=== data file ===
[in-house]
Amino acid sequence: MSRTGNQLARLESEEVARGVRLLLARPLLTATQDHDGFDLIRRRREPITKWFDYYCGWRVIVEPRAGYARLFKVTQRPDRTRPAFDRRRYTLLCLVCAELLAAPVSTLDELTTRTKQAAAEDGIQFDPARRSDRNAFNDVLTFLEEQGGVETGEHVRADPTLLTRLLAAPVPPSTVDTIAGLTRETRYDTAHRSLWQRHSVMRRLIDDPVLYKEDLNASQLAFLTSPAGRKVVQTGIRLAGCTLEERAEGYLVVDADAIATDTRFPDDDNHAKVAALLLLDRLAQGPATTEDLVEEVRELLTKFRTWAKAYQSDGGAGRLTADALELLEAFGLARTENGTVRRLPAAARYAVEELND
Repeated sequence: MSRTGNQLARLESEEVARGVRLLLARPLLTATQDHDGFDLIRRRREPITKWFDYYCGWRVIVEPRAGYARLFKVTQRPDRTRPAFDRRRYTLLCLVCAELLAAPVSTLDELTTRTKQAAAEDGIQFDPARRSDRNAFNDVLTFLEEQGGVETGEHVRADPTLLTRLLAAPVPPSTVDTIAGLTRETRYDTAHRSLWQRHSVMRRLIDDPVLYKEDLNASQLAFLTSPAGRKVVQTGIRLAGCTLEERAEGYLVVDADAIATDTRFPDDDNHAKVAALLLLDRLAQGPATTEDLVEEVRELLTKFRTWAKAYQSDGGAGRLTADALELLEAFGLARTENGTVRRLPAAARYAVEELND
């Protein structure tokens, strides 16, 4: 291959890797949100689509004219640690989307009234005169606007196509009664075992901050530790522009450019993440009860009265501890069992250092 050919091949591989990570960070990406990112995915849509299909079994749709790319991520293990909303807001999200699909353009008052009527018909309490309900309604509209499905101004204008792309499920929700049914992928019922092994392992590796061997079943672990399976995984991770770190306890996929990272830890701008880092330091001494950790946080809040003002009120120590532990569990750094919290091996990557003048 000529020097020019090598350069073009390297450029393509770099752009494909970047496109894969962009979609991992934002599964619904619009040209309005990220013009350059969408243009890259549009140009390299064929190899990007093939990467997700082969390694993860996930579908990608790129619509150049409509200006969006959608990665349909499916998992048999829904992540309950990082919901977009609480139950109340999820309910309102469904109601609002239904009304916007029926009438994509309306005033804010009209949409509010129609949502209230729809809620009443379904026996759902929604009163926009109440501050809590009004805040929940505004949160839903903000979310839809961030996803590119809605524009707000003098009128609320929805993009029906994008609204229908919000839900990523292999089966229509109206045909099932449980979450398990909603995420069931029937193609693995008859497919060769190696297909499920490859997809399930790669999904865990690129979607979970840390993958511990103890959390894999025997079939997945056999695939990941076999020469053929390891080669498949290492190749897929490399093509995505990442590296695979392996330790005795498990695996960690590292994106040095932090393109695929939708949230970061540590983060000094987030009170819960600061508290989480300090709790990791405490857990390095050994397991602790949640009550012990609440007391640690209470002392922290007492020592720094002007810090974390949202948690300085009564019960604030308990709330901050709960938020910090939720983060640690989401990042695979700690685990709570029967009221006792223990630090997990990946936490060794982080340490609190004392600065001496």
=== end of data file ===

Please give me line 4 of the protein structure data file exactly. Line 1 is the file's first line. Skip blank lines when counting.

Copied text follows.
């Protein structure tokens, strides 16, 4: 291959890797949100689509004219640690989307009234005169606007196509009664075992901050530790522009450019993440009860009265501890069992250092 050919091949591989990570960070990406990112995915849509299909079994749709790319991520293990909303807001999200699909353009008052009527018909309490309900309604509209499905101004204008792309499920929700049914992928019922092994392992590796061997079943672990399976995984991770770190306890996929990272830890701008880092330091001494950790946080809040003002009120120590532990569990750094919290091996990557003048 000529020097020019090598350069073009390297450029393509770099752009494909970047496109894969962009979609991992934002599964619904619009040209309005990220013009350059969408243009890259549009140009390299064929190899990007093939990467997700082969390694993860996930579908990608790129619509150049409509200006969006959608990665349909499916998992048999829904992540309950990082919901977009609480139950109340999820309910309102469904109601609002239904009304916007029926009438994509309306005033804010009209949409509010129609949502209230729809809620009443379904026996759902929604009163926009109440501050809590009004805040929940505004949160839903903000979310839809961030996803590119809605524009707000003098009128609320929805993009029906994008609204229908919000839900990523292999089966229509109206045909099932449980979450398990909603995420069931029937193609693995008859497919060769190696297909499920490859997809399930790669999904865990690129979607979970840390993958511990103890959390894999025997079939997945056999695939990941076999020469053929390891080669498949290492190749897929490399093509995505990442590296695979392996330790005795498990695996960690590292994106040095932090393109695929939708949230970061540590983060000094987030009170819960600061508290989480300090709790990791405490857990390095050994397991602790949640009550012990609440007391640690209470002392922290007492020592720094002007810090974390949202948690300085009564019960604030308990709330901050709960938020910090939720983060640690989401990042695979700690685990709570029967009221006792223990630090997990990946936490060794982080340490609190004392600065001496």